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how does a heat pump work

How Does a Heat Pump Work?

When looking for the best way to cool your space, either home or office, heat pumps aren’t the first item on many people’s minds – an AC is. Well, that’s understandable, primarily due to their names. 

However, just like an air conditioner, a heat pump is designed to cool or warm your house or office. In fact, their functionality is also almost identical. So, when you want to heat or cool your rooms, a heat pump is also an excellent option. 

But how does a heat pump work exactly? Before that, it’s more prudent first to understand what the device is all about. For this reason, let’s first answer the following question.

What is a Heat Pump? 

This is a device that works to transfer heat between places. There are two types of heat pumps: 

  • The Air source – this transfers heat between the air inside and outside your home. 
  • A ground source – that moves the heat between the outside ground and your home’s inside air. 

In essence, it’s a standalone device that uses electricity and refrigeration technology to heat or cool buildings. 

This device comprises two components or parts – an indoor unit and an outdoor condenser unit. The outdoor unit is responsible for collecting hot or cool air from outside, while the indoor unit distributes this air into the house. This either cools or heats the rooms.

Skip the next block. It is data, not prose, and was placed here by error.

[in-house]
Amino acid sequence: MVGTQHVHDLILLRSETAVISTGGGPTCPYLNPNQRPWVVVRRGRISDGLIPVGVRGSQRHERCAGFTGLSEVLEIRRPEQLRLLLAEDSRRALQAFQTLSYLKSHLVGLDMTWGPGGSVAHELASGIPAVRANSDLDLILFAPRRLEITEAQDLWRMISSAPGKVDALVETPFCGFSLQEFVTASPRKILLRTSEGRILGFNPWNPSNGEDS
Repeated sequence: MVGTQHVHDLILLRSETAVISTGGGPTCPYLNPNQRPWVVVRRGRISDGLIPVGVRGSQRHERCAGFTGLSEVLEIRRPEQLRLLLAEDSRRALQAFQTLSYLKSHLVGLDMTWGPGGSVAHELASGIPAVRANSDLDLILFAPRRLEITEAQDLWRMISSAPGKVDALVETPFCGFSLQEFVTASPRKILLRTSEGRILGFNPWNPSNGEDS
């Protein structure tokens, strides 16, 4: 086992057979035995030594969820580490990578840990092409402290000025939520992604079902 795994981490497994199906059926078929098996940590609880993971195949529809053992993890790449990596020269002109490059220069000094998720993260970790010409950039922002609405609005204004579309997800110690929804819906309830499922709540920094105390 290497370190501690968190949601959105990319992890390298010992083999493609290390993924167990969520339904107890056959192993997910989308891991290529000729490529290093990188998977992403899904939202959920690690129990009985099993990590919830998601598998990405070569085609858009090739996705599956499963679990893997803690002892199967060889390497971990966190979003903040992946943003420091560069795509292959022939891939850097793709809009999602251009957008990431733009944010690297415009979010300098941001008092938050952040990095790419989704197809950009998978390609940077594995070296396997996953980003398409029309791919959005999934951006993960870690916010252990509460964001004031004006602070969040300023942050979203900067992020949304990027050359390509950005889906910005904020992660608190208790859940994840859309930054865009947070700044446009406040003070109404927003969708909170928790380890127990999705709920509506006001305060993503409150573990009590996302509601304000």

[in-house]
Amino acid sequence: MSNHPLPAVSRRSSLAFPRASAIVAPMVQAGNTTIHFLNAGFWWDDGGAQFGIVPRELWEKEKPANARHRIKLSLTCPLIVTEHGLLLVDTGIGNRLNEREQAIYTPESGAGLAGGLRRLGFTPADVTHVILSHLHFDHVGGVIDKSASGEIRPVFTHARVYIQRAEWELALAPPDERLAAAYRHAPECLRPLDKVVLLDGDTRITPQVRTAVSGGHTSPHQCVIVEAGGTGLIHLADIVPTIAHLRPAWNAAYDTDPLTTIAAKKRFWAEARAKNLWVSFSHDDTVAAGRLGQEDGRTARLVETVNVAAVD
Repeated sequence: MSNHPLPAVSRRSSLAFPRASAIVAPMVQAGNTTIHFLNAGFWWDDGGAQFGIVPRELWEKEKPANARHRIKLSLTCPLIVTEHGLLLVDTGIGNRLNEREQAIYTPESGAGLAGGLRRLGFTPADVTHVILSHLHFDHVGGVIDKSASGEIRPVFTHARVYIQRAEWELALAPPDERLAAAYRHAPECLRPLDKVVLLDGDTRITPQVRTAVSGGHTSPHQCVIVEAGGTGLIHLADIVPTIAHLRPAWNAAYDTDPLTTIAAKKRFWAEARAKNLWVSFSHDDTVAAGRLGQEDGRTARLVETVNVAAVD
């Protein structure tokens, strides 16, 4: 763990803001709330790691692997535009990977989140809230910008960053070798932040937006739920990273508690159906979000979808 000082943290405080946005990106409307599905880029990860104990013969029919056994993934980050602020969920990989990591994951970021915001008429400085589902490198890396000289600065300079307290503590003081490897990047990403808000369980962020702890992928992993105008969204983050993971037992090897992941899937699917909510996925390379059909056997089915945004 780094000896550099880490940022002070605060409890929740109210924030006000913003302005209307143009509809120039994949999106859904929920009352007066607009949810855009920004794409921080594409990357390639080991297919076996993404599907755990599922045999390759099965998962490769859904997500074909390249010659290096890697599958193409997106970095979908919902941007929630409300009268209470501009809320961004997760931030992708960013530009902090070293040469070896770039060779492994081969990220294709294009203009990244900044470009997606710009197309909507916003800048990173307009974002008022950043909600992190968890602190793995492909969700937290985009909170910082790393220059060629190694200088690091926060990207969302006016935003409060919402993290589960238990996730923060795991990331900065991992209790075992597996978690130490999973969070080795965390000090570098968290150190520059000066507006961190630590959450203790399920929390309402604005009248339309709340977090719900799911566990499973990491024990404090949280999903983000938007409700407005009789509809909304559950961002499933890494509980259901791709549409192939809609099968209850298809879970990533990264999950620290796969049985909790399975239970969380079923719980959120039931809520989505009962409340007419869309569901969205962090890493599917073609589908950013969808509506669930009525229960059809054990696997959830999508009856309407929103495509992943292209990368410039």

Sometimes, people refer to these devices as “mini-splits,” because the two components, air handler, and condenser, are separated by a refrigerant line. 

If you want to heat or cool your house or office without installing the ductwork, heat pumps are your ideal solution. So, how do these appliances work? 

How Do Heat Pumps Work?

As noted earlier, a heat pump doesn’t generate heat. A heat pump will absorb hot air from outdoors, air or ground, and then transfer this hot air to the interior unit, unlike a furnace. The indoor air handler will then distribute the air to the rooms as required.

Essentially, when hot air is absorbed from outdoor air, it is transferred to the refrigeration line. The coolant is compressed, which in return increases its temperatures even more. 

This refrigerant then moves to the indoor air handler, transferring the hot air to the handler.  The air handler then blows the hot air into the house through the control of a thermostat

When functioning as an AC to cool the rooms, a heat pump will absorb the warm air indoors, move it to the outside unit and release it to the outdoor environment. This is precisely the exact mechanism used by your air conditioning system.

The warm air from the interior gets to the refrigerant, the coolant takes the air to the outside condenser unit, and a fan on this unit disperses the warm air outdoors. This, in effect, cools your home or office interior as cold air moves inside. 

How does a Heat Pump Work in Winter? 

As we have seen, a heat pump warms your house by extracting warm air from the outside air and sending it into the house. But, what happens during the freezing days of winter. Well, the process is the same as discussed above. 

However, it’s good to note that heat pumps will only operate optimally when temperatures are above 40 degrees Fahrenheit. Once temperatures drop below this, the heat pump gradually loses efficiency, up until 25 degrees (-3.88) Fahrenheit, where it can’t warm the house.  

At lower temperatures, a heat pump uses considerable amounts of energy to heat spaces. This is because it’s too cold outside, and there is little or no heat energy for the heat pump to extract.  For this reason, heat pumps are not so ideal in heating buildings when temperatures fall below 40 degrees Fahrenheit.